What to read? If you are going to add to the (real) Western tradition, how do you get started and figure out what to read, and so on (whether at the outset or in media res)?
One answer is with standardized curricula. Big books that one plods through, set out at the beginning. The idea here is that an expert already knows how best for you to approach an aspect of Western tradition.
Obviously, experts are useful in this area. However, I think the Christian perspective can add something to this. Discernment.
Just as Christianity is in part habitually asking God for guidance, listening for that guidance, and acting upon it (and improving one’s ability to do these things – collectively known as the practice of ‘discernment’), one can apply this habit to reading, exploring, and building upon Western Civilization.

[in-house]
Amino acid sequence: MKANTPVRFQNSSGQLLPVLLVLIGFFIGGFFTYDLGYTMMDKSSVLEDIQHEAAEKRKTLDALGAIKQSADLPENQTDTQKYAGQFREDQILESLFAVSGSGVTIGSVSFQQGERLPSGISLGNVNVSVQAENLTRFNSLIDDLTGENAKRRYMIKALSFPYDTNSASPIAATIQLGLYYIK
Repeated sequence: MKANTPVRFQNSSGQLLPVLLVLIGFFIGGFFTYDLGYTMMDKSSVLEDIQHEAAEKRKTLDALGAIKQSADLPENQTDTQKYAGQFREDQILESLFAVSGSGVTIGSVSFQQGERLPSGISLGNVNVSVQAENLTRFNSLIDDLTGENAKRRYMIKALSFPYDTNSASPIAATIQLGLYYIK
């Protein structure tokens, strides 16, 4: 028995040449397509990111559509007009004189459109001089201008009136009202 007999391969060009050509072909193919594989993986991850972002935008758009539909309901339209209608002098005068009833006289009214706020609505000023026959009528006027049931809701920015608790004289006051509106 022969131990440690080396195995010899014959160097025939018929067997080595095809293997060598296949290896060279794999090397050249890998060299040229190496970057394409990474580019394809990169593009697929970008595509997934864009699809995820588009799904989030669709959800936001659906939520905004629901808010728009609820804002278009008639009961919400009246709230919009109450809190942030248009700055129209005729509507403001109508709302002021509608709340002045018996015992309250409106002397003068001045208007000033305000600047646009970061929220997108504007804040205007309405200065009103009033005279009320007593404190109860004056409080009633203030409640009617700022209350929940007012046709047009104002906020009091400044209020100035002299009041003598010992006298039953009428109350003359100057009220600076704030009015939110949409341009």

This can apply to all of education (and has points of contact with ‘free learning’ or ‘unschooling’ movements), where a focus on developing a relationship with God and listening to what He is guiding you to explore is what fuels the educational flame, instead of curricula that are often set by bureaucrats.
Within the Christian practice of discernment, there are various tools available to figure out how to move forward with one’s education. For examples, keep a lookout for things that catch a certain element of fascination within you – that ‘call’ to you. Similarly, keep a lookout for non-chance coincidences where a certain idea or element recurs or strikes you in a significant way. And so on.
This isn’t to say curricula set up for exploring the classical Western tradition (say), or for learning a language, and so on, aren’t useful. Of course they are! It is to say that one should, from a Christian perspective, all the same be listening for prompts from God. It turns out that navigating the terrain of education is a very complex task, one which ought to (from the Christian perspective) be made more effective by working with prompts from God.